The Blind Spot

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Not to be confused with either the 1932 film or the 2003 film titled The Blind Spot.
The Blind Spot
Blind spot.jpg
Dust-jacket from the first edition
Author Austin Hall and Homer Eon Flint
Illustrator Hannes Bok
Cover artist Hannes Bok
Country United States
Language English
Genre Science fiction novel
Publisher Prime Press
Publication date
1951
Media type Print (Hardback)
Pages 293 pp
ISBN NA
OCLC 7329780
Followed by The Spot of Life

The Blind Spot is a science fiction novel by authors Austin Hall and Homer Eon Flint. The novel was originally serialized in six parts in the magazine Argosy beginning in May 1921. It was first published in book form in 1951 by Prime Press in an edition of 1,500 copies, though fewer than 800 were bound and the remainder are assumed lost. The sequel, The Spot of Life, was written by Hall alone.

Plot introduction[edit]

The novel concerns an interdimensional doorway between worlds.

Notable Phrase[edit]

Chapter 35 of the book contains the phrase:

“Tell me," commanded Chick. "What is this Day of which you speak!”

This is the first known usage of what has become a popular meme: "what is this X of which you speak".

Critical response[edit]

In In Search of Wonder, Damon Knight is critical of the novel's coherence, scientific accuracy and style:[1]

The Blind Spot, by Austin Hall and Homer Eon Flint, is an acknowledged classic of fantasy, first published in 1921; much praised since then, several times reprinted, venerated by connoisseurs - all despite the fact that the book has no recognizable vestige of merit.

Groff Conklin, however, more generously termed The Blind Spot an "honored classic" despite being "overwritten [and] leaning a little heavily on the pseudo-metaphysical."[2] Forrest J Ackerman described it in Astounding as a "luxuriantly glorious Merrittesque [fantasy] of dimensional interstices" and "a highly philosophical work."[3]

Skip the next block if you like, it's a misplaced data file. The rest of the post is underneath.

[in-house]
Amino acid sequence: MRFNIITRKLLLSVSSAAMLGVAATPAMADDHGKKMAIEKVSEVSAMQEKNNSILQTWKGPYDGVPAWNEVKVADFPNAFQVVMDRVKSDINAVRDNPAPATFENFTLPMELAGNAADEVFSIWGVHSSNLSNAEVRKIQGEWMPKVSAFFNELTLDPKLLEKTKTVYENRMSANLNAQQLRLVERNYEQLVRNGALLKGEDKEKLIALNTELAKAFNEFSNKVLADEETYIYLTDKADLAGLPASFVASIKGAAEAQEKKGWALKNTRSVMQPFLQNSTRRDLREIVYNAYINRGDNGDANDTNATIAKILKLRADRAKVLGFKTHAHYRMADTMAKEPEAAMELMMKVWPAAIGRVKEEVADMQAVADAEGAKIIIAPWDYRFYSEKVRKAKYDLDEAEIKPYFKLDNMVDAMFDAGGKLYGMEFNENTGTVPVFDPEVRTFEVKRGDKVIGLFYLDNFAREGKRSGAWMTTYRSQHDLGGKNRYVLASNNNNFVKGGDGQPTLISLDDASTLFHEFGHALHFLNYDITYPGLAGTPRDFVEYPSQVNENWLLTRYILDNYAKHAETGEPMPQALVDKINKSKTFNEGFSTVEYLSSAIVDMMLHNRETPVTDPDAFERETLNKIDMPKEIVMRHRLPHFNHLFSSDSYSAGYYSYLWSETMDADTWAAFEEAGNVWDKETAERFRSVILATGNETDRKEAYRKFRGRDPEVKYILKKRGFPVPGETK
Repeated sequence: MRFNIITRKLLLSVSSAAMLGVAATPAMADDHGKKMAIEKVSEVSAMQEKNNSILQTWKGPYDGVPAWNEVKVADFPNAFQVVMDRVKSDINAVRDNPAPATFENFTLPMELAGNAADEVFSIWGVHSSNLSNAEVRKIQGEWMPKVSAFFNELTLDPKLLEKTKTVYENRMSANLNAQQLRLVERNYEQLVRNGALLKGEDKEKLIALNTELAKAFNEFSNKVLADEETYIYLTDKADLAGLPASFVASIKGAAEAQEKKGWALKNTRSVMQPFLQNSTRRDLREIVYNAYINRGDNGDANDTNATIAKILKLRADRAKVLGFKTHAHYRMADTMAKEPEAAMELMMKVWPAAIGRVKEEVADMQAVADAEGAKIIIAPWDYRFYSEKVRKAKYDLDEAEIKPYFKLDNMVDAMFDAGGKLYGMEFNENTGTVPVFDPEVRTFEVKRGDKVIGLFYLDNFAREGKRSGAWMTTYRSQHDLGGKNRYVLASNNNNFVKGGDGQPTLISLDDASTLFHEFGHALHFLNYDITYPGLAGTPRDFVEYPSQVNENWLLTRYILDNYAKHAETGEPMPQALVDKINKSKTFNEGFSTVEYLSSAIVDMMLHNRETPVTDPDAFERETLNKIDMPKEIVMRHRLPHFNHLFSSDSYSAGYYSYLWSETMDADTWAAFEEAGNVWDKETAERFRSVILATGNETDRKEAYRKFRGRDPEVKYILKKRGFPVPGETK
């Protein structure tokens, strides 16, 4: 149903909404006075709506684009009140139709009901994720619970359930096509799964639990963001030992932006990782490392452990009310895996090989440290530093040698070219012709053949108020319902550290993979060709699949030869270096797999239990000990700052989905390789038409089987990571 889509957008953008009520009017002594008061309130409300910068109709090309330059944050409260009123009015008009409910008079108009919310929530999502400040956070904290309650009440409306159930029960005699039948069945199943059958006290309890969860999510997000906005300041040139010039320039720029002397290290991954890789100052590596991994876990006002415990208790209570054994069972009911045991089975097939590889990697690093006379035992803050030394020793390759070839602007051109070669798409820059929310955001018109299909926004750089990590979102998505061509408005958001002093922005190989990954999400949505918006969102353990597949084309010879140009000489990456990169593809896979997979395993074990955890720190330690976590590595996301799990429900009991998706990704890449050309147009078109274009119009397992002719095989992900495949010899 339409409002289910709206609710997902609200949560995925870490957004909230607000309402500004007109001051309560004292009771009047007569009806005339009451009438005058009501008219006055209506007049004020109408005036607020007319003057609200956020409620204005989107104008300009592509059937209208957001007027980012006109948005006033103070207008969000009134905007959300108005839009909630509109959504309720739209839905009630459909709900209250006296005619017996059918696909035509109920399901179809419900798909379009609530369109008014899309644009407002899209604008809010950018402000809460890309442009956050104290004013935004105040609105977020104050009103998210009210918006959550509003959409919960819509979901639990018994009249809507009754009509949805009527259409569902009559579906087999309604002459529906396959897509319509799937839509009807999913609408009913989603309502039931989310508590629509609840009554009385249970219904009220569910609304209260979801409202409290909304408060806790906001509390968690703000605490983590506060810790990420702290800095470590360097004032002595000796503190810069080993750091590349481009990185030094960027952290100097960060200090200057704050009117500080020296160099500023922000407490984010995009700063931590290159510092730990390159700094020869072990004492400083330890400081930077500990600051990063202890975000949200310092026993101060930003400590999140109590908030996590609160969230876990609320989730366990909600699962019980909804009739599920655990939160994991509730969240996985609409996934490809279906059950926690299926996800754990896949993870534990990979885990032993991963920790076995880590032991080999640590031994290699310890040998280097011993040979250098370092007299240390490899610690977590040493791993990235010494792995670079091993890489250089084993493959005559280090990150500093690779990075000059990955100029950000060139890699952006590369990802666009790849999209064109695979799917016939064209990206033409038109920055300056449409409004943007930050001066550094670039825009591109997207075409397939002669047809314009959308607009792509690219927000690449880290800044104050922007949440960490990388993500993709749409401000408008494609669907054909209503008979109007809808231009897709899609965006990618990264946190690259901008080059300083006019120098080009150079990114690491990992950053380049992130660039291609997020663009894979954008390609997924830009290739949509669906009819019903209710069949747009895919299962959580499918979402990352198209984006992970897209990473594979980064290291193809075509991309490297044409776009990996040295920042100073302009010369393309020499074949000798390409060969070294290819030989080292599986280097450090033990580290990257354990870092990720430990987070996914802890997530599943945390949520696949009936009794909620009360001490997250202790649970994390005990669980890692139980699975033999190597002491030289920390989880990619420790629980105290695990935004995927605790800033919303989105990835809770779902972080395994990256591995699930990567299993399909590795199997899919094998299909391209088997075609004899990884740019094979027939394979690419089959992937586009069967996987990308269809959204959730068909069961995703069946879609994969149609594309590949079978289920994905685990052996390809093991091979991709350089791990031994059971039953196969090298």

Everett F. Bleiler wrote that The Blind Spot"used to be regarded as one of the classics of early science-fiction, but now it is much less esteemed." He concluded that while its opening section "evoke[s] a considerable sense of wonder," the novel "soon degenerates into a routine adventure story with loose ends."[4]

Publication history[edit]

  • 1921, USA, Argosy, Pub date May 1921, magazine serialization in 6 parts
  • 1940, USA, Famous Fantastic Mysteries, Pub date March 1940, magazine serialization in 3 parts
  • 1940, USA, Fantastic Novels, Pub date July 1940, magazine
  • 1950, USA, Prime Press OCLC 7329780, Pub date 1951, Hardback, first book publication
  • 1953, UK, Museum OCLC 222434536, Pub date 1953, Hardback
  • 1964, USA, Ace Books OCLC 7326942, Pub date 1964, Paperback

References[edit]

  1. ^ Knight, Damon (1967). In Search of Wonder. Chicago: Advent. 
  2. ^ "Galaxy's 5 Star Shelf," Galaxy Science Fiction, January 1952, p.119.
  3. ^ "Book Reviews", Astounding Science Fiction, September 1951, p.124
  4. ^ Everett F. Bleiler, Science-Fiction: The Early Years, Kent State University Press, 1990, p.328